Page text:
I love the world of Warhammer 40k. It’s dark, gritty pulp. Plus, there is just so MUCH lore and backstory ready for fans. It’s awesome, if not a bit overwhelming. Especially if you are looking for a certain type of story, delving into the 40k novels can be a bit of a struggle. My hope with this article is to give you the best Space Marine novels to start your 40k reading adventure.
Space Marines are the bloody heart and soul of Warhammer 40k. They are the heroes, or as close to heroes as you can get in the 40k universe. And they consist of a lovely array of flavors, from the noble to the merciless. There is a reason they are so popular. It’s because there is a Space Marine Chapter for everyone.
The list below is four of the best Space Marine novels published today. It is obviously not a complete list, but it should give you a good place to start reading. I have created a few other lists, but this is the first 40k list specifically looking at stories focused on Space Marines. Enjoy!
Battle of the Fang by Chris Wraight
Space Wolves versus the Thousand Sons. Mortal enemies for a thousand years. The Thousand Sons have sought revenge ever since the Burning of Prospero. Now, their time has come.
Battle of the Fang by Chris Wraight is the sixth novel of the Space Marine Battle series. The book itself is 400 pages of epic Space Wolf/Thousand Son action. As with every 40k book, the action is gruesomely depicted with all the blood and gore you would expect. Yet Wraight has found time to weave in some interesting detours into the culture of Space Wolves and their place in the 40k universe.
If you enjoyed the Horus Heresy novels A Thousand Sons and Prospero Burns, then Battle of the Fang is a must read. But even for those new to 40k books, the novel has plenty of exciting Space Marine action without a lot of baggage. An excellent tale of one of the oldest Space Marine chapters.
Helsreach by Aaron Dembski-Bowden
The Orks have invaded the world of Armageddon. Now the Black Templar Space Marines must fend off the overwhelming assault. Wave after wave of orks break against the Black Templar. How long can they hold Hive Helsreach before they drown?
Aaron Dembski-Bowden is a well known author among 40k fare for bringing characters to life. Yes, Helsreach is part of the Space Marine Battles series, but that doesn’t stop Dembski-Bowden from creating a cast of well-developed characters. From Grimaldus all the way down to the common Guardsman, characterization is top-notch. You’ll find yourself caring about how these people face and survive (or don’t!) the onslaught of orks.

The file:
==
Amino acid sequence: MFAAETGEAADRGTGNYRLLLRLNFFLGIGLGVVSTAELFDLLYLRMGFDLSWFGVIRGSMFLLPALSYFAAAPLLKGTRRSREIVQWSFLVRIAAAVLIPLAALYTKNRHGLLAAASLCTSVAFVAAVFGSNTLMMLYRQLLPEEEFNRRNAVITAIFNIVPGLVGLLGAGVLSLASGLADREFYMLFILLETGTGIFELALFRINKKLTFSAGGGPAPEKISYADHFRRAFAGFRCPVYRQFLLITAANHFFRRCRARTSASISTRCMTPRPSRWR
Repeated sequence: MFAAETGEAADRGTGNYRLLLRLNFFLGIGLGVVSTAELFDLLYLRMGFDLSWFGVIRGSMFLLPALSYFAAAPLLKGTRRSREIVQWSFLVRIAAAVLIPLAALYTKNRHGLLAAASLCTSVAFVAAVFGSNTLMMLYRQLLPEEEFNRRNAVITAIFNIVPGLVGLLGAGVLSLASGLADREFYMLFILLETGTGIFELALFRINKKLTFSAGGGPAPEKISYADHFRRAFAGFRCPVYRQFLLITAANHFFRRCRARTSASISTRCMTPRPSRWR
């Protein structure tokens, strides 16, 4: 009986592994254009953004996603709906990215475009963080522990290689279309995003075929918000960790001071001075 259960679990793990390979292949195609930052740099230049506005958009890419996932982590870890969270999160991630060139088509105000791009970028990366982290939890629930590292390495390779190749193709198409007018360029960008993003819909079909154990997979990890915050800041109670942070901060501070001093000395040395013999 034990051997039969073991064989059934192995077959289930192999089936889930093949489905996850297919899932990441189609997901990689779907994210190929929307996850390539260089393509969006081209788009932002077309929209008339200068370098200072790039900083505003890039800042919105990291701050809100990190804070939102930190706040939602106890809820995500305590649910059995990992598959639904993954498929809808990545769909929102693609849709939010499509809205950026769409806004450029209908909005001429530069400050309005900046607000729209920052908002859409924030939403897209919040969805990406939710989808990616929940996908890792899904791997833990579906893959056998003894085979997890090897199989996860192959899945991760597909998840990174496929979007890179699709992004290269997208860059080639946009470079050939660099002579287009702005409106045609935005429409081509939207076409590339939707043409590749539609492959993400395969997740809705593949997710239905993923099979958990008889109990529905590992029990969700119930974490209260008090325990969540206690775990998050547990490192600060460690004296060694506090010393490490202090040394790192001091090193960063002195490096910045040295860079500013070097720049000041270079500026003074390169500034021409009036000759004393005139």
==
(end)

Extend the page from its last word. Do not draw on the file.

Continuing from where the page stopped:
Helsreach is no one-dimensional battle story. You will feel the hopelessness in the face of endless orks and the ruthlessness of the Black Templar. There is a face behind every helmet and at the end of every boltgun. An excellent read for anyone interested in Space Marines and greater 40k lore.
Nightbringer by Graham McNeill
Nightbringer by Graham McNeill is a perfect introduction to Space Marines in the Warhammer 40k universe. The novel focuses on the Ultramarines, the most famous and revered Space Marine Chapter. Ultramarine Captain Uriel Ventris and Inquisitor Ario Barzano are sent to investigate the disorderly planet of Pavonis. Once there, a political web begins to unravel.
The story is very much a mystery novel set in the 40k universe. Nightbringer has a little bit of everything, from explosive action to lovecraftian horror. Even classic antagonists like the Dark Eldar and Necrons make appearances. This is a great novel that covers some of the 40k basics without sacrificing quality.
If you are interested in Ultramarines or just Space Marines in general, there is no better place to start than Nightbringer.
Brothers Of The Snake by Dan Abnett
What is a 40k book list without Dan Abnett? Here Abnett fleshes out the lesser-known Iron Snakes through a series of short stories. It’s a unique take on Space Marines, both in format and culture.
Brothers of the Snake follows the Damocles squad of the Iron Snakes, viewing the Space Marine Chapter from a variety of viewpoints. Abnett’s short stories lead to a plethora of action with popular antagonists like the Dark Eldar and Chaos. But the strength of the novel is how Abnett creates a rich and rewarding characterization of the Iron Snakes themselves. Their background and culture is unique, with Greek and aquatic themes. Unlike anything you’ve seen before, but still recognizable as Space Marines.
This is a great one-off book for Space Marine lovers. Brothers of the Snake is able to humanize the Iron Snakes without losing their edge. Great for any Space Marine fan.